- Seal rigid containers carefully. Use a tight lid and keep the sealing edge free from moisture or food to ensure a good closure. Secure loose-fitting covers with freezer tape.
- Meats may be packaged using either the drugstore wrap or the butcher wrap. (See instructions below.) Label each package, including the name of the product, any added ingredients, packaging date, the number of servings or amount, and the form of the food, such as whole, sliced, etc. Use freezer tape, marking pens or crayons, or gummed labels that are made specifically for freezer use.
1. Center meat on paper.
2. Bring two sides of the paper together at the top.
3. Fold-down about ½ to ¾ inch.
4. Roll folded edge down until snug against meat.
5. Turn package over. Press out air from sides.
6. Fold ends into triangles.
7. Bring to center and tape to secure.
8. Label and date.
1. Place meat at one corner of the paper.
2. Roll up tightly towards the opposite corner.
3. Tuck sides in.
4. Roll to end of the paper.
5. Seal open edges with freezer tape.
Table 1. Head Space to Allow Between Packed Food & Closure
|Type of Pack||Container With
Wide Top Opening
Narrow Top Opening
|Liquid pack*||½ inch||1 inch||¾ inch***||1½ inch|
|Dry pack**||½ inch||½ inch||½ inch||½ inch|
|*Fruit packed in juice, syrup or water; crushed or puréed fruit; or fruit juice.
**Fruit or vegetables packed without added sugar or liquid.
***Headspace for juice should be 1½ inches.
- Freeze food at 0 °F or lower. To facilitate more rapid freezing, set the temperature control at minus 10 °F or lower about 24 hours in advance.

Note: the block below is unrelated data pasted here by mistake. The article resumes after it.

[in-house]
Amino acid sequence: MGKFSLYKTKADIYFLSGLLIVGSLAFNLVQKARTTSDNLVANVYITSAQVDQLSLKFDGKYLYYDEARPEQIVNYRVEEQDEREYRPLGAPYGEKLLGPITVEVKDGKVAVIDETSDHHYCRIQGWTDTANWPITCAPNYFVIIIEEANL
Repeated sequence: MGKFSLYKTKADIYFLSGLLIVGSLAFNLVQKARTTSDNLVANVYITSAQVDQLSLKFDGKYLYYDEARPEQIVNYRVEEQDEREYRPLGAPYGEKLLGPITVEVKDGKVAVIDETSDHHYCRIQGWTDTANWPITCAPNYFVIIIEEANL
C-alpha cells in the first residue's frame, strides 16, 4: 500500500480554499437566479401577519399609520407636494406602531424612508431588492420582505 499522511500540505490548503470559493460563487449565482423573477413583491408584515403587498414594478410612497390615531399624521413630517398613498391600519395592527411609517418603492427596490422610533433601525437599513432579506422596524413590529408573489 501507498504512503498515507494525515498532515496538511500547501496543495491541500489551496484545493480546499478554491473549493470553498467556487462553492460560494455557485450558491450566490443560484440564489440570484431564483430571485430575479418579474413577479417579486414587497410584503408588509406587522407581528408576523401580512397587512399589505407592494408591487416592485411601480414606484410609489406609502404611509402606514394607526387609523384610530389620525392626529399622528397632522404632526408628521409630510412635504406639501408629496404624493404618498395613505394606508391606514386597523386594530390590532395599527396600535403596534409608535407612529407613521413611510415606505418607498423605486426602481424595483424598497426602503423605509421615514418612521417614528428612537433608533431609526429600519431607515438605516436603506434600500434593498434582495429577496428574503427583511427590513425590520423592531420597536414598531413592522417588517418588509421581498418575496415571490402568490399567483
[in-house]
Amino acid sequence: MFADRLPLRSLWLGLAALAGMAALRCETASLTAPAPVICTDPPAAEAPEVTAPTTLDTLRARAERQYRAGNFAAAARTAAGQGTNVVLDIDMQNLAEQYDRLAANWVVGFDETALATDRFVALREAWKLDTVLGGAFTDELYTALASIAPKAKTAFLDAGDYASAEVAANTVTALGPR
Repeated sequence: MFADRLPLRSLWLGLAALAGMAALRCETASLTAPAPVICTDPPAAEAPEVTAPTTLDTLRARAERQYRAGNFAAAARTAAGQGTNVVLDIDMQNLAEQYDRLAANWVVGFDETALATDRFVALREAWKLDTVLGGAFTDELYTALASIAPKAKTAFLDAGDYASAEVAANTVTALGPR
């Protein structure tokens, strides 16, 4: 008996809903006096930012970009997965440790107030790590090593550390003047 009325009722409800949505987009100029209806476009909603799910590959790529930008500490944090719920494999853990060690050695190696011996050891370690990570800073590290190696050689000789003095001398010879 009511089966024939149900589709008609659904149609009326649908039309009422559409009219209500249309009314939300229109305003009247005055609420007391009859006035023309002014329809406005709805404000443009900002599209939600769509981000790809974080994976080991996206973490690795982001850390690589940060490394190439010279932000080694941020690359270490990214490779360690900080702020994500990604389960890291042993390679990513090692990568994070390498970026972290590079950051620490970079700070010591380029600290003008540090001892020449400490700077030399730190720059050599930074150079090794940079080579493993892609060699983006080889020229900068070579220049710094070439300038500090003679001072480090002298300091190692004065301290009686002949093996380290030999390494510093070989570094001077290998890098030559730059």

- Freeze foods as soon as they are packaged and sealed.
- Do not overload your freezer with unfrozen food. Add only the amount that will freeze within 24 hours, usually 2 to 3 pounds of food per cubic foot of storage space. Overload slows down the freezing rate, and foods that freeze too slowly may lose quality.
- Place packages in contact with refrigerated surfaces in the coldest part of the freezer.
- Leave a little space between packages so air can circulate freely. Then, when the food is frozen, store the packages close together.
A full freezer is the most energy-efficient. Post a frozen foods inventory near the freezer and keep it up-to-date by listing the foods and dates of freezing as you put them in the freezer. Check them off as you take them out. By keeping an inventory, you will know the exact amounts and kinds of foods that are in the freezer at all times. It also helps to keep foods from being forgotten.
Maintain the storage temperature at 0 °F or lower. At higher temperatures, foods lose quality much faster. Keep a freezer thermometer in your freezer and check the temperature frequently.
Foods That do not Freeze Well
- Cabbage, celery, cress, cucumbers, endives, lettuce, parsley, radishes
- Cheese or crumb toppings
- Cream or custard fillings, milk sauces, sour cream
- Cooked egg whites, icings made from egg whites
- Fried foods
- Fruit jelly, gelatin
- Irish potatoes, baked or boiled
- Cooked macaroni, spaghetti or rice
*Note: Cucumbers and cabbage can be frozen as marinated products such as “freezer slaw” or “freezer pickles.” These do not have the same texture as regular slaw or pickles.
Effect of Freezing on Spices & Seasonings
When using seasonings and spices, season lightly before freezing, and add additional seasonings when reheating or serving. Pepper, cloves, garlic, celery seasonings, green pepper, imitation vanilla, and some herbs tend to get stronger and bitter. Onion, paprika, and curry change flavor during freezing. Salt loses flavor and has the tendency to increase the rancidity of any item containing fat.
Table 2. Remedies for Freezing Problems
|Freezer burn-(Surface of food light-colored and dried out; food is tough, dry and less flavorful)||Torn or unsealed packages||Be sure all packages are tightly sealed so no air can get in. Handle carefully to avoid tears.|